What Would Dr. Spock Say Today?

What Would Dr. Spock Say About the State of Babies Today? by Thomas Maier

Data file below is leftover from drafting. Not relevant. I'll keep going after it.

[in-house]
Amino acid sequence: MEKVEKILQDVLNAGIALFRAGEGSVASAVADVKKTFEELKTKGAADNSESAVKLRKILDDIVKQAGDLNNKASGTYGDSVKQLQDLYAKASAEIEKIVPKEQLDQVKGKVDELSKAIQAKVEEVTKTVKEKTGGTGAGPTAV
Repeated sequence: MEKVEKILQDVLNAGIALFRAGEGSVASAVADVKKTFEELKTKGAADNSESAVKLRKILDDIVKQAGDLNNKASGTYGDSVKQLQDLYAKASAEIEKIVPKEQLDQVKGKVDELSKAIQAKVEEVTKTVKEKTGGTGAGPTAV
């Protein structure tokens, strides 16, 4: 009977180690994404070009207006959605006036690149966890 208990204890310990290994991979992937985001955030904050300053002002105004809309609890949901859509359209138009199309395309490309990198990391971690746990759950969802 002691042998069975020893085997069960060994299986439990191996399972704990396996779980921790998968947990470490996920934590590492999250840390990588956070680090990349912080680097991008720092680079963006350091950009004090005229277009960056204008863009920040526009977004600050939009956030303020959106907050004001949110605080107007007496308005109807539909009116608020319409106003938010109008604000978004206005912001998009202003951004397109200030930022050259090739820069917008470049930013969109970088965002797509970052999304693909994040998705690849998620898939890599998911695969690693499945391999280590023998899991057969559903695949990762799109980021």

Babies are on our mind these days, for all the wrong reasons. It makes you wonder what America’s famous pediatrician, Dr. Benjamin Spock, who died 25 years ago today, would say to us now? Bad news about babies can be found everywhere. America’s birth rate is down nearly 20 percent since 2007, following more than a decade of economic woes, a deadly Covid pandemic and reports of declining sexual activity among adults. An even more drastic dropoff in fertility can be found in Western Europe and particularly China, where experts wonder if the world’s most populous country faces an irreversible decline without producing more children. The U.S. baby crisis goes far beyond last year’s nationwide shortage in baby formula, causing a panic among parents. Studies show Black infants are far more likely to die from childbirth than whites, regardless of family income. Birth defects still affect one of every 33 newborns, the leading cause of infant deaths. And despite attempts at improvement, the nationwide child poverty rate is still 17 percent, impacting each poor infant’s health, education and future prospects. This troubling news is in sharp contrast to a different time when America obsessed about babies for optimistic reasons and was far more hopeful about the future. After World War II, many turned to Spock for advice as military men and women returned home, intent on marrying and starting a family in the suburbs. Spock’s “Common Sense Book of Baby and Child Care”, published in 1946, became a huge bestseller, second only to the Bible. Spock revolutionized American child-rearing by advising parents to rely more on a loving “common sense” approach rather than the traditional mix of punishment and fear. “Trust yourself,” he told newbie Moms and Dads. “You know more than you think you do.” Spock’s wildly popular book rode a huge demographic wave of babies born during the 1950s and early 1960s. On TV, “I Love Lucy” and Jackie Kennedy praised him. As the proverbial father of this “Baby Boom” generation, Spock became one of the most beloved figures in postwar America. (He later used his pediatric fame to oppose the Vietnam war, where young people brought up with his advice were getting killed). At first glance, Spock’s book was filled with practical tips, borne of his experience as a baby doctor in New York. For millions of parents, he became the calm voice in the middle of the night when parents didn’t know what to do with a colically baby – or bed-wetting, diaper rash, “spitting and vomiting” and dozens of other childhood dilemmas – and relied on his book for answers. With his words, Spock struck a chord with parents, expressing the love and deep bond they felt towards their baby. “Every time you pick your baby up, even if you do it a little awkwardly at first, every time you change him, bathe him, feed him, smile at him, he’s getting a feeling that he belongs to you and that you belong to him,” he wrote, using the preferred pronoun of that time. “Nobody else in the world, no matter how skillful, can give that to him.” But most significantly, Spock’s book provided a new emotional framework for raising babies. Unlike the Calvinists and behaviorists who dominated child-rearing advice before him, Spock infused his book with Freudian psychology – carefully camouflaged in optimistic all-American lingo and good humor – to explain many insights about children, like a baby’s need to suckle. In the eternal Nature vs. Nurture debate about how human beings are formed, Spock planted himself firmly in the Nurture camp. At its heart, his book’s appeal sprang from telling parents that they could make a difference. The future of a baby, your baby, was not pre-determined by heredity but could be made better through parental love. “The child who is appreciated for what he is, even if he is homely, or clumsy, or slow, will grow up with confidence in himself, happy,” he assured. “He will have a spirit that will make the best of all the capacities that he has, and of all the opportunities that come his way.” By the late 1960s, Spock’s critics challenged his views, now so deeply ingrained into the American psyche. Conservatives claimed his “permissiveness”, particularly frowning on corporal punishment, had created hordes of spoiled kids. Feminists objected to the inherent sexism of Freud’s views reflected in the book and cast doubt on Spock’s claim to be a champion of working mothers. “I hope you understand that you are considered a symbol of male oppression – just like Freud,” feminist Gloria Steinem told him during one dramatic encounter. But over time, through several updated editions of his famous book, Spock adapted to many changes in society and in parenting needs. By the 1970s, he revised the book to squeeze out any sexism and make sure baby references weren’t exclusively masculine. By the 1990s, it reflected more diverse family life, such as a gay and lesbian parents. Spock was among the first to raise concerns about child obesity, linked to future heart disease among adults. Relying on new knowledge about nutrition, he recommended a “low-fat, plant-based diet” for children. Dairy farmers providing milk for bottle-fed babies howled, but Spock persisted. As he told another doctor, Spock always wanted his book “to be in the forefront of this awareness as it has been in many other respects.” Today, some argue that a new Dr. Spock is needed to help sort through the clutter of so many baby-advice books. Last year’s slight “baby bump” in new births is a hopeful sign, but plenty of problems and disinformation still reign. Given the current crises, what is needed most is someone with Spock’s moral authority to be an advocate for babies and their prospects for the future. Someone trusted to stand up for vaccines – the kind that saved many children from polio in Spock’s heyday – and alert us to medical improvements and doing things a better way. Since his death in 1998, many have praised Spock as one of the most influential figures of the 20th Century with lasting impact. Indeed, when Apple computers started running its first ads, they chose an iconic photo of Spock holding up a baby with their catch phrase ‘Think Different’. No one in this century has quite replaced Spock as a champion of children. Babies don’t have lobbyists and they don’t vote as a bloc. But they are the key to our survival as a nation and perhaps as a species. Thomas Maier is the author of “Dr. Spock: An American Life”, a 1998 New York Times Notable Book, and last year was a recipient of the Columbia Journalism School Alumni Award